As we approached the campsite last night, we passed a sign pointing even deeper into the forest, towards “Japanitalo“. With our limited Finnish knowledge we already knew this is not something like a dealership of Japanese and Italian cars, but a “Japanese House”. This, naturally, piqued our curiosity. This part of Finland already looked a lot like rural Japan, complete with half-abandoned accommodations run by single elderly people… so we drove another few miles down an unsealed road. The house was closed that day, but from the outside it looked indeed very Japanese, surrounded by a soothing garden in several styles, with zen stones and a trickling stream. A brochure we found later explained that this was, in fact, the northernmost Japanese house in the world, and the northernmost place to experience Japanese culture like tea ceremony or Zen meditation.
Being this near Arctic, we’ve passed a lot of these “northernmost” places, including the northernmost pottery factory and a novelty coffee cup museum in Posio. We turned right just before Kuusamo, to visit Ruka. Finland being mostly very, very flat, it is not as keen on winter sports as its neighbours (except jumping), so any “mountain” (Rukatunturi is less than 500m tall) is turned into a massive ski resort.
As we were leaving the Japanese house, we were stumped by an appearance of a strange deer-like animal on the road. It vanished before we could tell what it was, but pretty soon, as we approached Kuusamo, we stumbled on another one, and then still more – there was now no doubt: these were reindeer. We were in reindeer pastures; all animals had tagged collars, and were not in the least bit perturbed by the cars which had to stop to let them pass. By the time we left the pasture area, we’ve seen dozens of reindeer, and the novelty wore off, replaced by the worry that our brakes might one time prove not up to the job…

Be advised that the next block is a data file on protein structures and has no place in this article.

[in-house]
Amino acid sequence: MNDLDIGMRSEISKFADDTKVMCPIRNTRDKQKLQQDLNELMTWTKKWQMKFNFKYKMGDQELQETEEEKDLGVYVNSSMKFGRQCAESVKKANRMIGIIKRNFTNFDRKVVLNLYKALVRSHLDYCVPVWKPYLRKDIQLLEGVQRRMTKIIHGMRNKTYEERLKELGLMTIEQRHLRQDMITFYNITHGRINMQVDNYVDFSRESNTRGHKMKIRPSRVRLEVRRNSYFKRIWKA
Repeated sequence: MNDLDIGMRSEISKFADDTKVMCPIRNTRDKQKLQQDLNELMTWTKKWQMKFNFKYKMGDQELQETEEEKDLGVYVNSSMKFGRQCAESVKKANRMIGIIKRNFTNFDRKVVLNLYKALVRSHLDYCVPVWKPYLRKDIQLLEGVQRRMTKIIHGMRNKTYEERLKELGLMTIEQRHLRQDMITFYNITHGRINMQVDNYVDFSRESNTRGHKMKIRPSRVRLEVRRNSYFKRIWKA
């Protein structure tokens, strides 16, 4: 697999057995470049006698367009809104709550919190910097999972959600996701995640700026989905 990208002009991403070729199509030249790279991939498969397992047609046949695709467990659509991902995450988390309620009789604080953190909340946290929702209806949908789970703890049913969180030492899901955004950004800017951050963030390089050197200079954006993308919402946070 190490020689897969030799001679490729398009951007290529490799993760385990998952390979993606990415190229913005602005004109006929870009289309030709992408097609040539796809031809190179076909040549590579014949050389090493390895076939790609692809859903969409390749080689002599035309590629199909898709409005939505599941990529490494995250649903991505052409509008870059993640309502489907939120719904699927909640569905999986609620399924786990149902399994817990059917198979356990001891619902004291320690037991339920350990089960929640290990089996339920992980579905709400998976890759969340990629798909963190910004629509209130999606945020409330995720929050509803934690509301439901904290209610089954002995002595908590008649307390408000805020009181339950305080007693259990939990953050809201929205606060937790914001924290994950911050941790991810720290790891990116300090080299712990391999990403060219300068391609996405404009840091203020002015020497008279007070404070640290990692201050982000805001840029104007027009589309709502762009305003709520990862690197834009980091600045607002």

After a night at another nearly-empty lakeside camping, we entered Karelia – the land of Finnish bards, poems and songs, Finland’s most celebrated area. The landscape changed little – the woods grew a little wilder, the marshes a little boggier; but the houses grew a lot prettier, decorated with intricate details in painted wood. In Kuhmo, we stopped to visit the Kalevala centre: a modern building constructed using old Karelian methods. Kalevala is Finland’s national myth, an epic tale comparable with Illiad and Odyssey, painstakingly gathered in 19th century from songs sung by old bards in Karelian villages hidden in the deep woods.
Far from abating, the heat wave is rising, so we stop for the night simply on the beach in Nurmes, spending the rest of the day in the cool (though not very) waters of the beautiful Lake Pielinen. We began to make use of the electricity poles which in Finland stand on virtually every parking; we were yet to discover their true intended use, but they served well to power our tiny fridge, struggling valiantly with the heat.